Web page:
I know the kind of sound you mean. You have a person with range, but not tone. What you get is a 'blatter'. I guess a 'squeal' is a 'blat' taken up an octave, eh?
    The main thing you need to work on for makeing a boisterous, obtrusive, ear pierceing, incredibly high, beutiful tone, is air support. You need to keep the air pressure at just the right amount, useing too much will cause you to squeal, and not useing enough will cause you to loose dynamics, tone, and make you go flat.
    and not get the darn note... then it's a squeak.
    You need to keep the air in your lungs at a constant and comfortable pressure, it's very important! There is a video that has been mentioned on here several times befor, it's made by two of the best tuba players in the world, Pat Sheridon and Sam Pilaphian (I know I spelled that wrong...) I would deffinatly suggest you watch those videos and practice these breating excersizes daily. My highschool works on breathing exercises for about 15 to 20 minuets every day and I strongly believe that it is because of our dedication to breathing that we are ranked as one of the top 5 in the state.
    Breathing can do wonders. Here's a story for y'all (in exchange for all this that y'all are doing for this. I love this discussion) regarding breathing.
    A friend of mine is a fabulous trumpet player, who I disagree with some of what he does, but mostly we can each go to each other to sharpen each other's playing. He and I give trumpet lessons to little kids, and one of his kids (who, at the time, had the same director that my friend had when he was that age) had a little piece to play. They were about three years apart in playing experience. Now, this director emphasizes breathing more than pretty much anyone around here. My friend went and played the piece as far as they could in one breath and that little girl almost matched him. Now I find that amazing, because that would mean that little girl, at that time, breathed better than people with two years experience on my friend. I wish I could get my hands on that video.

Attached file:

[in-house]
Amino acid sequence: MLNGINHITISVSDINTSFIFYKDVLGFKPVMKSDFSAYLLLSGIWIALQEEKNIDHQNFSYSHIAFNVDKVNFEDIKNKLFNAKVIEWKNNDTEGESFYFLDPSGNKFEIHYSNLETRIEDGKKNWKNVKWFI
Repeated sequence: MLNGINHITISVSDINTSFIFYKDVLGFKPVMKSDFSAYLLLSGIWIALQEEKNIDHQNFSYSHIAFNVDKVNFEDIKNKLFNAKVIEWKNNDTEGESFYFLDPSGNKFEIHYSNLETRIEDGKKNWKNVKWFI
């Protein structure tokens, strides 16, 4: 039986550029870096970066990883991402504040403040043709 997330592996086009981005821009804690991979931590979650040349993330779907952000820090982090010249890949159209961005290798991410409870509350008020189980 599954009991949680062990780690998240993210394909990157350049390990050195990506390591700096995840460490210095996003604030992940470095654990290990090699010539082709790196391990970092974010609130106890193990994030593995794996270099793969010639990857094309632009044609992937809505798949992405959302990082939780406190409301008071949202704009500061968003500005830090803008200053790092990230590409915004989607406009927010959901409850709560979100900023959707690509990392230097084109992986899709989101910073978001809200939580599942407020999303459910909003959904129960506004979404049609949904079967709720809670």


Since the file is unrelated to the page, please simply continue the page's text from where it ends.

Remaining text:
Playing a boisterous, obtrusive, ear pierceing, incredibly high, beutiful tone is all about your airflow. Practices this everyday and in just a couple weeks you'll probably be hitting higher notes with a bigger and fatter sound.